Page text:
Colwell Cedars Retreat

      ~ merging awareness, creativity, and nature ~

Jornada of Ravens

By Joseph Colwell  Copyright 2007

          Does the shortest day of the year upset the behavior of beings other than humans? Lack of sunlight does affect the sanity of people who live in northern climes.  It even has a medical name.  But does it affect birds?  Ravens for instance.

          Driving down off western Colorado’s Grand Mesa on December 20, just hours before the winter solstice, my wife and I witnessed a jornada of ravens. A determined passage of hundreds of ravens stretching beyond human sight.  We were entranced by the view of the Gunnison River valley below us, including the snowy expanse of jagged peaks of the San Juan’s to the south, when my wife noticed ravens flying north in formation.  We see this occasionally from our house, only a few miles distant (as the raven flies) from this spot.  They fly over us from the valley to somewhere else higher up, then back again later in the day.  Sometimes they stop and circle over us, harassing any golden eagles in their way, as they casually make their journey.  This reoccurring event usually involves up to 50 ravens and only happens in the winter.

          But this undulating flow of black wings and bodies involved more ravens than I had seen in my entire life. They stretched below us in a stream as far as we could see, appearing to come from the hazy depths of the Black Canyon of the Gunnison.  We had to stop the truck and pull off the nearly deserted highway to watch.  We were playing a tape of Mannheim Steamroller Christmas music, listening to the throbbing and powerful beat of the Little Drummer Boy.  The music fit the scene perfectly.  It was a grandeur to all senses.  The sight, even without the birds, was an expanse of majesty.  The oncoming stream of birds, flowing from the horizon, was awe-inspiring.  The music added the right tempo and accompaniment to the flight.  As we sat on the lonely road, watching the procession, I looked behind me and saw the object of their intent.  The oakbrush capped knoll behind and above us was black speckled with ravens.  They were landing on this acre of land, covering it like a carpet.  A carpet of black dots, hopping and jostling around to create a velvety, moving apparition.

          Where were these birds coming from in such a large number? I could understand a flock of geese, or more often in this area, sandhill cranes, although they would be either months earlier or months later than the end of December.  But ravens?  They live here.  They don’t migrate.  But obviously this day, this most sun starved day of the year, they were journeying to somewhere from somewhere else.  Were they climbing the mountain to search for more sunlight?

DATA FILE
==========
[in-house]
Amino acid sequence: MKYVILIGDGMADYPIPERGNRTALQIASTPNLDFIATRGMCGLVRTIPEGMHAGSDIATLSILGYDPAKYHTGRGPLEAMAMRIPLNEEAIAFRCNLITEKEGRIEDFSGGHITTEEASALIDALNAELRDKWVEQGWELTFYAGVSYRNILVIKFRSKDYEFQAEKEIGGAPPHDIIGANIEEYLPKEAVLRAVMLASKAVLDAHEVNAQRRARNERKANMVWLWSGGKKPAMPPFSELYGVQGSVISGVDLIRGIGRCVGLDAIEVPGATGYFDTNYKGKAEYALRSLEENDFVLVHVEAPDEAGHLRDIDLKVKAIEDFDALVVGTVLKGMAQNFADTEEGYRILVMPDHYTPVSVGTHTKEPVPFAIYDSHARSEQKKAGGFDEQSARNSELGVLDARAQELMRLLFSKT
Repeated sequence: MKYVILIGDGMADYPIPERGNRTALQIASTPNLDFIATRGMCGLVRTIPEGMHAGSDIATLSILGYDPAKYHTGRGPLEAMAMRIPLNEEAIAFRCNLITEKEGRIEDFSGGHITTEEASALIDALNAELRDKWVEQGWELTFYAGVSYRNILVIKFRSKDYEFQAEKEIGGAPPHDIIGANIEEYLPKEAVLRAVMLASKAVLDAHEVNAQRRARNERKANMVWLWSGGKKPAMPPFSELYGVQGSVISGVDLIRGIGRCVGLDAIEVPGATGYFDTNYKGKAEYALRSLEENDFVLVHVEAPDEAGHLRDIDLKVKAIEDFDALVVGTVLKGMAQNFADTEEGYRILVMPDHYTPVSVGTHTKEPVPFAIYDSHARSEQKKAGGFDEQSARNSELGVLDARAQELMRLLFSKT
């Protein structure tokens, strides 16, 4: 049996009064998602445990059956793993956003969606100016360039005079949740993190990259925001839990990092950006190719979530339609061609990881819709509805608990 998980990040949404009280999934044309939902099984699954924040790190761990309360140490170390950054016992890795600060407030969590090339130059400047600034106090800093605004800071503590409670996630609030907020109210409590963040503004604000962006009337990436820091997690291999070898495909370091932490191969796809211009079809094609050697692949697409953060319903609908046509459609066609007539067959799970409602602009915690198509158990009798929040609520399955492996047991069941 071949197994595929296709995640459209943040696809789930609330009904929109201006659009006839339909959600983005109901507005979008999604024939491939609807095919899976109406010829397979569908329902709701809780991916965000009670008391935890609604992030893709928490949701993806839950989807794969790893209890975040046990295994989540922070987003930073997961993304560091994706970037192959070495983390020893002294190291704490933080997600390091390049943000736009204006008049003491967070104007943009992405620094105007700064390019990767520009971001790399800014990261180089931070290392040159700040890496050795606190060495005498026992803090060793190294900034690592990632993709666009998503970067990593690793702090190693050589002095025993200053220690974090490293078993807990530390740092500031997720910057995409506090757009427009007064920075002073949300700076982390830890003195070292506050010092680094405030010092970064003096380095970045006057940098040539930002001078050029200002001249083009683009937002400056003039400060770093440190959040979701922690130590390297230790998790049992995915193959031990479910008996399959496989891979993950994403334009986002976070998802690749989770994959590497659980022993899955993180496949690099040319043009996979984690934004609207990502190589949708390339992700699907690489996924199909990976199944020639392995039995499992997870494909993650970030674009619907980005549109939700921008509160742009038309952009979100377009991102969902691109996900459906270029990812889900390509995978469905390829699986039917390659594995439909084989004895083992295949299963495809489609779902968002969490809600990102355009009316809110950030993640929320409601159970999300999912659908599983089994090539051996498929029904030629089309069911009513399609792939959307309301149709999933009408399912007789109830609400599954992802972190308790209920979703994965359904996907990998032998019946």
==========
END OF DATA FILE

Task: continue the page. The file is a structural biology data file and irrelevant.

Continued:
As the music reached its inspiring crescendo, I pulsed in tune with the flapping of the wings. An intense flapping that signaled exhaustion, in need of rest from a long flight.  The column continued to come from the south, in a glorious and mysterious continuity.  They just kept coming.  And they just kept filling the hilltop behind us.

          Suddenly the column to the south swerved in unison to some unknown field of energy in their path. The birds, even those a mile or two distant to the south, swerved as one.  They turned west, then circled, then continued on their original path above us.  I looked behind and the hilltop was empty.  Either they were scared off, or this was just a resting place after all on a journey to a further goal.

          Finally, the column thinned out, then gradually ended as the last straggler brought up the rear. The jornada was over, at least for now.  I thought about comparisons with humans and how we move and migrate and flap to the trends of the times.  How a landscape like this in our modern West attracts our species in columns like these ravens.  We come and come and fill the view with our presence.But then, I threw that thought out of my mind. Let it pass unhindered like the ravens.  I was watching birds and who knows what they were thinking.  They were consistent and determined.  They knew their goal and they were achieving it.  They were moving as one, leaving little impact.  Maybe they were affected by the winter solstice and maybe not.  It didn’t matter.  They passed in magnificent indifference to the humans below.  Their jornada had passed.  Ours is in full flight.